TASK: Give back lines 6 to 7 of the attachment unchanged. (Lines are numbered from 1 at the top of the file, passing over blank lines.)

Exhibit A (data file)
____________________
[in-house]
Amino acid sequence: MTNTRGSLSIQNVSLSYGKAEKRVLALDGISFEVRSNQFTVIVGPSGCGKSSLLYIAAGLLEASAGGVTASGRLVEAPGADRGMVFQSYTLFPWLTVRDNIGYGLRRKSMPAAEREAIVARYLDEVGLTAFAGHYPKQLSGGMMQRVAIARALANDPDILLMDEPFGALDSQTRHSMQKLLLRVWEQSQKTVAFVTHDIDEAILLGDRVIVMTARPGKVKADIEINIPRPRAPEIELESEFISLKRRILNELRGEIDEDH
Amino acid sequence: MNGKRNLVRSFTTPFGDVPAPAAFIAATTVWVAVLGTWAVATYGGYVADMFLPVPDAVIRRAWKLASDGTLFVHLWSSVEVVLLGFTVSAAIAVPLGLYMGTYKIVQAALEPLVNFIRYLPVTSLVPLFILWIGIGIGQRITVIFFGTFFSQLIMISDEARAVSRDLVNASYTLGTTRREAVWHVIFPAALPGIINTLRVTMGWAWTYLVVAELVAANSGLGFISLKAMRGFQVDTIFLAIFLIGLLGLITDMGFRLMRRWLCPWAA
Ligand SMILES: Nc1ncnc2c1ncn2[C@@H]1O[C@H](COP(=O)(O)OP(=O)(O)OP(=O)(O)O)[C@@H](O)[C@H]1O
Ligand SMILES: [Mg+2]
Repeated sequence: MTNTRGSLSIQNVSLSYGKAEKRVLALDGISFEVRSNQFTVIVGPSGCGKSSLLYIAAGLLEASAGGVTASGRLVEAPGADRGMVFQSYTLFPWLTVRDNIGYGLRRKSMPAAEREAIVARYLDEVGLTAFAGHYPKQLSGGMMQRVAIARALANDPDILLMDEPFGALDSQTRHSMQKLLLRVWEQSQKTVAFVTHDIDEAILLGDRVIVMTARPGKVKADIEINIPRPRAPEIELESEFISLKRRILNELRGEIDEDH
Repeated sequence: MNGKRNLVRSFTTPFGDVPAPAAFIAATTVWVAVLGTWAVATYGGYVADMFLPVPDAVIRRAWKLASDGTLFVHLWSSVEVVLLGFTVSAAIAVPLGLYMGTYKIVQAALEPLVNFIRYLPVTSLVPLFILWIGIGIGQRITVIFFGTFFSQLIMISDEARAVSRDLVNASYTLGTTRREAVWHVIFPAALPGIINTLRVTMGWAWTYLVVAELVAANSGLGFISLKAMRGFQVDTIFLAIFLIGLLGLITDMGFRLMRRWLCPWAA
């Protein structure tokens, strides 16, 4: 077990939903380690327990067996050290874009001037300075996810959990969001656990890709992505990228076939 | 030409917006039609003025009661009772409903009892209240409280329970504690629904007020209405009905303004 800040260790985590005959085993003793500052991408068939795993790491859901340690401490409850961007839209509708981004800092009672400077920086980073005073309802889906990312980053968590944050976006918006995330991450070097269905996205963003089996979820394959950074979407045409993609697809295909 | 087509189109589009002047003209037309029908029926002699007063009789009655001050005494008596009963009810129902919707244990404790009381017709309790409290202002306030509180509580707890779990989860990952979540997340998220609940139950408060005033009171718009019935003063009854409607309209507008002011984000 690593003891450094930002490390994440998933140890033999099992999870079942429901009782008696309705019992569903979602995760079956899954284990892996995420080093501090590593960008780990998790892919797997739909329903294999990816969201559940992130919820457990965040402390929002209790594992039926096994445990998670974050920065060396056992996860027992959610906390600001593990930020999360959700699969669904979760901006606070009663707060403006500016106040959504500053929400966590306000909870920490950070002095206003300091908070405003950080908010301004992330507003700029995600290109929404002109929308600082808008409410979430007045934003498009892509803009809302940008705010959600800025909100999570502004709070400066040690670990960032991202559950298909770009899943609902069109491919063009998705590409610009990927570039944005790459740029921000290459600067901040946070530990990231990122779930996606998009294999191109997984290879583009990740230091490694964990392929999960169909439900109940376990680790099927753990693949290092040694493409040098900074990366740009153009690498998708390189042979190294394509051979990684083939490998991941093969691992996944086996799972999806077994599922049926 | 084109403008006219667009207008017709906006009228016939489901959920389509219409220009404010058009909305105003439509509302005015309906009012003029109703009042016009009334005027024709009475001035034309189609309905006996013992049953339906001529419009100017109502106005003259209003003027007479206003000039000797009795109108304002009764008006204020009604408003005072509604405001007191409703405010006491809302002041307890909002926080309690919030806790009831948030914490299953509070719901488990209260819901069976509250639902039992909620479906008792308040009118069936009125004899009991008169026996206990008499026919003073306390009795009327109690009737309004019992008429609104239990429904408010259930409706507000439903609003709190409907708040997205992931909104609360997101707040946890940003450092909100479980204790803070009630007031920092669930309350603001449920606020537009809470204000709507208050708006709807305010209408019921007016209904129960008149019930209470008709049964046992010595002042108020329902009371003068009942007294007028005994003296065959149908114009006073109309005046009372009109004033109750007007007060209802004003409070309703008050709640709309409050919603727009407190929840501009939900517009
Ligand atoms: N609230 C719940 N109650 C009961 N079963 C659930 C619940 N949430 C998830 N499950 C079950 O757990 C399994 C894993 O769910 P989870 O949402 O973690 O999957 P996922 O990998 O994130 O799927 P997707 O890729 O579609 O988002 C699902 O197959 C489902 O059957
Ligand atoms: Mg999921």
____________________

Repeated sequence: MTNTRGSLSIQNVSLSYGKAEKRVLALDGISFEVRSNQFTVIVGPSGCGKSSLLYIAAGLLEASAGGVTASGRLVEAPGADRGMVFQSYTLFPWLTVRDNIGYGLRRKSMPAAEREAIVARYLDEVGLTAFAGHYPKQLSGGMMQRVAIARALANDPDILLMDEPFGALDSQTRHSMQKLLLRVWEQSQKTVAFVTHDIDEAILLGDRVIVMTARPGKVKADIEINIPRPRAPEIELESEFISLKRRILNELRGEIDEDH
Repeated sequence: MNGKRNLVRSFTTPFGDVPAPAAFIAATTVWVAVLGTWAVATYGGYVADMFLPVPDAVIRRAWKLASDGTLFVHLWSSVEVVLLGFTVSAAIAVPLGLYMGTYKIVQAALEPLVNFIRYLPVTSLVPLFILWIGIGIGQRITVIFFGTFFSQLIMISDEARAVSRDLVNASYTLGTTRREAVWHVIFPAALPGIINTLRVTMGWAWTYLVVAELVAANSGLGFISLKAMRGFQVDTIFLAIFLIGLLGLITDMGFRLMRRWLCPWAA